People Are Trying To Use a 112-Year-Old Poem To Prove Climate Change Isn’t Real
Stand by to see if anyone manages to unearth any Dorothea MacKeller poems about rising global temperatures, extended bushfire seasons or mass extinction events.
People who refuse to trust climate scientists’ opinion on climate science are instead basing their opinion on a poem written 100 years ago by a 22-year-old in England.
Yep. That’s the current standard of our intellectual debate, people.
You’ll probably be familiar with the poem — ‘My Country’, by Dorothea MacKellar — which waxes lyrical about Australia being a land of drought and flooding rains.
“I love a sunburnt country, of droughts and flooding rains, … but seriously people, this shit is beyond quaint” – Dorothea MacKellar, 2020.
— Adam Hills (@adamhillscomedy) February 9, 2020
The most iconic stanza goes like this:
“I love a sunburnt country,
A land of sweeping plains,
Of ragged mountain ranges,
Of droughts and flooding rains.”
Oh man, people are really out here saying that fucking Dorothea Mackeller poem to disprove climate science. That will fuccen do me.
— Samm (@oihipsterbogan) February 7, 2020
BREAKING: The Bureau of Meteorology to introduce a new forecasting and climate classification system based on Dorothea Mackellar's much referenced poem "My Country" as already adopted by the RWNJ Armchair Meteorology Society of Twitter
— Christopher Owen 🦪 (@oysta) February 10, 2020
— ross clelland (@rnclelland) February 9, 2020
If you think you've got problems this morning, spare a thought for the staff at the Dorothea Mackellar Quotation Overload Emergency Centre
— Greg Battye (@gregomancer) February 9, 2020
This week the leader of the Shooters, Fishers and Farmers Party Robert Borsak invoked the poem to try and give context to our recent extreme weather events — although he mistakenly credited Helen Keller instead of Dorothea MacKeller.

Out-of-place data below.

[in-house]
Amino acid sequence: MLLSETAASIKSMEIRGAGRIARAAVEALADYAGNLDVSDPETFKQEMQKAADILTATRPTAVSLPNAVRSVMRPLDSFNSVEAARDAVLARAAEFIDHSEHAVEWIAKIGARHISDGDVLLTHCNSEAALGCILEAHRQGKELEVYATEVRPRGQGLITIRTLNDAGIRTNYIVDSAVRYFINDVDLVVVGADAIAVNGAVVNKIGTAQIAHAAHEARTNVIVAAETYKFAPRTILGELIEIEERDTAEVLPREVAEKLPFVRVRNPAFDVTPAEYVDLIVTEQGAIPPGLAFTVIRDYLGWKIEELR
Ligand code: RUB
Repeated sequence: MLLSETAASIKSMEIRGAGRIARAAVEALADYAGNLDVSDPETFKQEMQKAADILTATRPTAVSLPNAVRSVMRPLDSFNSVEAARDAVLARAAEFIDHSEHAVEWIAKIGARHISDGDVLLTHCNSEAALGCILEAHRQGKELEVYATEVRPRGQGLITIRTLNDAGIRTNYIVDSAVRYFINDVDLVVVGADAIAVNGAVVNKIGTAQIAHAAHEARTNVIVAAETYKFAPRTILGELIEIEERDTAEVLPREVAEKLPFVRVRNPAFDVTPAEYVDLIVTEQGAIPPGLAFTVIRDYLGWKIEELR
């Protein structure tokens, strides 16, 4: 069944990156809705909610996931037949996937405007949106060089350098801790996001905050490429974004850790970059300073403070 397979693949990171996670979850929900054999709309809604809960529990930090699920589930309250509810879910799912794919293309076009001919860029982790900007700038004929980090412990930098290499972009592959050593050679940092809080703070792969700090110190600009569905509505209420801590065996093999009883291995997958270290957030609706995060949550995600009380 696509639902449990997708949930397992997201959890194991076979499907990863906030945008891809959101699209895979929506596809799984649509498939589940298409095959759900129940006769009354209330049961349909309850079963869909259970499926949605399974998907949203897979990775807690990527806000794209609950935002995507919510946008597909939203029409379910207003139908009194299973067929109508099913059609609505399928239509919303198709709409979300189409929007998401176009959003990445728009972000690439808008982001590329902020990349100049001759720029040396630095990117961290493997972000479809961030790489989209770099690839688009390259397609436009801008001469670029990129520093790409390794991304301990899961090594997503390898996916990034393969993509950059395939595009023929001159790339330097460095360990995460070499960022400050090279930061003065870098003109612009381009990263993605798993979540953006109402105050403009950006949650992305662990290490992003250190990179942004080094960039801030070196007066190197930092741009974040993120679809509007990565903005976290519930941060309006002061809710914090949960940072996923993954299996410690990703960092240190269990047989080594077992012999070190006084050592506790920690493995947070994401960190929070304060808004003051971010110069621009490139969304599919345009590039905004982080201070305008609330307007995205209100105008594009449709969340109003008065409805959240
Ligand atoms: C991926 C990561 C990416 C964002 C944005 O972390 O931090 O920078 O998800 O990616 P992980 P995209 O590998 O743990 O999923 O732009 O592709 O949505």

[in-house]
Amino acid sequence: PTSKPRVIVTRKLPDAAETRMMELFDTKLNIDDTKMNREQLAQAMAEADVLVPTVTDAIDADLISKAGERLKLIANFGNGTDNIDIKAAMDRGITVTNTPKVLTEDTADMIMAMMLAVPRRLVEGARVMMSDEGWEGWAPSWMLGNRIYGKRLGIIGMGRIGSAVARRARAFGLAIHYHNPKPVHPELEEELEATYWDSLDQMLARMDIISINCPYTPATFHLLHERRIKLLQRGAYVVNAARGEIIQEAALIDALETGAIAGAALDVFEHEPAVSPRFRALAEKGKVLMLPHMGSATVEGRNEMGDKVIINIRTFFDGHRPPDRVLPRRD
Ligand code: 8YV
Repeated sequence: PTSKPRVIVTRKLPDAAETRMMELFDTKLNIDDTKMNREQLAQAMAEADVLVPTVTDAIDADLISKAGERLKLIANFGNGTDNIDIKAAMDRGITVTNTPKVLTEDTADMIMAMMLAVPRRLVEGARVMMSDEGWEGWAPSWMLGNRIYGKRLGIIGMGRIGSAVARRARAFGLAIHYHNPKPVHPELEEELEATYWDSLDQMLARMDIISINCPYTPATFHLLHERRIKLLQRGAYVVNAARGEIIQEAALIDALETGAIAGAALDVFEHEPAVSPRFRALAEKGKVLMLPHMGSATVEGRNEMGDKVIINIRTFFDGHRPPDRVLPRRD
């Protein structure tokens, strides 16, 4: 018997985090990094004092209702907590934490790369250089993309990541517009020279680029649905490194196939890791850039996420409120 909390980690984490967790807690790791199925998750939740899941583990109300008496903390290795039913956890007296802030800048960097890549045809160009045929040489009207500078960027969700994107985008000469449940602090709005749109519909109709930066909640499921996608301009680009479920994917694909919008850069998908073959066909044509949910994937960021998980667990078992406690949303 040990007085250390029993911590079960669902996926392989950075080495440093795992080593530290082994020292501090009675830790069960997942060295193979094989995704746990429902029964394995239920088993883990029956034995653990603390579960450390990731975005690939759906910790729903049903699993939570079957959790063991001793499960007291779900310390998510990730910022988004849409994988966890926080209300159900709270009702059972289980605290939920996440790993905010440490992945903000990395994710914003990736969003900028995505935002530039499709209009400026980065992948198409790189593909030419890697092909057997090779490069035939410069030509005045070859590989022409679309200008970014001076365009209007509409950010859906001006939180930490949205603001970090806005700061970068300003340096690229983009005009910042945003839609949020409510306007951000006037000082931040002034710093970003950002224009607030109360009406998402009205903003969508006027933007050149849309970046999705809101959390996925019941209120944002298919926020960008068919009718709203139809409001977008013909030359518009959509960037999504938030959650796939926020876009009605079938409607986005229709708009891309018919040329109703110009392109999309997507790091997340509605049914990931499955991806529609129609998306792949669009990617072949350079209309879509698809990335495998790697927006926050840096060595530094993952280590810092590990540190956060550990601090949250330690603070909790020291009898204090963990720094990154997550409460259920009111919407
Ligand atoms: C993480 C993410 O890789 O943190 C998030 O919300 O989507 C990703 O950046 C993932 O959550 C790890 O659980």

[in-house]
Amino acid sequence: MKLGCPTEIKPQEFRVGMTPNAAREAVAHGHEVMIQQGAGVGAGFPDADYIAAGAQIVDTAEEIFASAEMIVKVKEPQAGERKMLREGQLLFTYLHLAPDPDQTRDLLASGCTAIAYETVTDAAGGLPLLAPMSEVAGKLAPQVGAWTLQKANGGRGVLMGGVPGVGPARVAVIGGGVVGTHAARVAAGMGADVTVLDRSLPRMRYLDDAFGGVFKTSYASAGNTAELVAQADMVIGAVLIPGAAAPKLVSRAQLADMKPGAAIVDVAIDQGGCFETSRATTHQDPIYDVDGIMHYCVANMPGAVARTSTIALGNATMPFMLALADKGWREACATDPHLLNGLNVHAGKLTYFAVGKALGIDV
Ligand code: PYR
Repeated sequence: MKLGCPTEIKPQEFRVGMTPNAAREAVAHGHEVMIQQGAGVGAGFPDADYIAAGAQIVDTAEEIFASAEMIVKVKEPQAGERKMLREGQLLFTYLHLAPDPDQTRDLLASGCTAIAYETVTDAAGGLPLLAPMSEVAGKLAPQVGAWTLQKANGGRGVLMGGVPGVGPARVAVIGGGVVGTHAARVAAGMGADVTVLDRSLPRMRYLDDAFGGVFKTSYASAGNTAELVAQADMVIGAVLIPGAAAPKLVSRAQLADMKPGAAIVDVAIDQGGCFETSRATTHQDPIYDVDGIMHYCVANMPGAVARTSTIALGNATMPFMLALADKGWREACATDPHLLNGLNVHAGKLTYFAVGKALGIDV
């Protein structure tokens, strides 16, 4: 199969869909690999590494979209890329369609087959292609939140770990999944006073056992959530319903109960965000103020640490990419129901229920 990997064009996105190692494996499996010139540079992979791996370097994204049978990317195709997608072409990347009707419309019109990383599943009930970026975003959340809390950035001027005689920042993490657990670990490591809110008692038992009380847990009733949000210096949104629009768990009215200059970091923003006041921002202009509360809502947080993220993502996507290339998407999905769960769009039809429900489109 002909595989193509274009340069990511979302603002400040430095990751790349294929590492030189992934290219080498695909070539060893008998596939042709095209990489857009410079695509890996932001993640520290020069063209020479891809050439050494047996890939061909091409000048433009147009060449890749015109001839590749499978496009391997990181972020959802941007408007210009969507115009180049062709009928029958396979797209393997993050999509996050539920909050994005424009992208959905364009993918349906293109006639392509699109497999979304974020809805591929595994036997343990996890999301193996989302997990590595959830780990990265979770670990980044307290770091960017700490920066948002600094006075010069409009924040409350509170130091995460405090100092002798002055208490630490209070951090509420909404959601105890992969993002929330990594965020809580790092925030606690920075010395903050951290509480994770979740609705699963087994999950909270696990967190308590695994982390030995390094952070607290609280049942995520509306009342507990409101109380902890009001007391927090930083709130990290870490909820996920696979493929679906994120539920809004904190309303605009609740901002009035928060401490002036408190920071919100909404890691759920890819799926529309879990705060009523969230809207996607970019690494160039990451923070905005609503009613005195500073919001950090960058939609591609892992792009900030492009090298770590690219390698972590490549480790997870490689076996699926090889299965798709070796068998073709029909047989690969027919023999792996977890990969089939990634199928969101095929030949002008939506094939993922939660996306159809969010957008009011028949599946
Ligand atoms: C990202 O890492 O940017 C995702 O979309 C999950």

“She was right, I mean drought and flooding rains are what Australia’s all about … that’s the way it’ll always be,” he said.
Apart from the mistaken attribution, neither Helen Keller OR Dorothea Mackellar were climate scientists 🤦🏻
— Dr (sometimes but not always) Happy (@drhappy) February 11, 2020
Alan Jones also shared sections of the poem to his Facebook page where he astutely observed that there were no coal-fired power stations or global warming alarmists back in the early 1900s.
“And people from Malcolm Turnbull down want to paint alarmist pictures around the world about something the 19 year old Dorothea Mackellar observed in 1904,” Jones wrote.
#SkyNews Alan Jones quoting Dorothea Mackellar on weather cycles .. like Andrew Bolt and Chris Kenny, Alan Jones is just too thick to understand what high school kids know. #CC means accelerating extreme weather events, time frames are shortening, more chaos ahead #BurnNewsCorp
— grace pettigrew (@broomstick33) February 11, 2020
Apparently Dorothea Mackellar predicted climate change in the early 1900’s, but did nothing about it because she loved a sunburnt country of droughts and flooding rains.
— Guns in Australia 👌 (@Gunsinaustralia) February 10, 2020
Famously, England’s industrial revolution depended almost entirely on coal which sent pollution levels soaring, filled the skies with smog and led to a lot of serious health impacts.
That’s where Dorothea was living when she wrote the poem. It was actually her homesickness for Australia, where she was born in 1885, that inspired her to write ‘My Country’. It was first published it in the London Spectator Magazine in 1908.
Dorothea Mackellar is cancelled.
— James Morrow (@pwafork) February 6, 2020
Look, we’re pretty bored of constantly debunking this one, but for those in the back — over the last 4.5 billion years our climate has changed a lot. In the past that’s mostly been because of small variations in Earth’s orbit.
Science now shows that our planet is warming at an unprecedented rate, and it’s because the carbon dioxide we’ve emitted since the industrial revolution has become trapped in our atmosphere and heated the planet.
NASA has more on that here if you want to arm yourself with information for the next time someone quotes “My Country” at you.
One of the very despairing things about the bushfires is it shows how so many people will never accept climate change is a problem – it will be backburning or a one-off event, or blah blah Dorothea Mackellar poem.
Even more despairing is how many of these people are in Govt
— Greg Jericho (@GrogsGamut) January 2, 2020
So in summary no, what’s taking place is not normal (to the extent that we’re currently seeing it). And the great part about science is that it can’t be disproven by someone quoting poetry at you.
Stand by to see if anyone manages to unearth any MacKeller poems about rising global temperatures, extended bushfire seasons or mass extinction events.
Photo credit: State Library of New South Wales/ Photographer Glen Broughton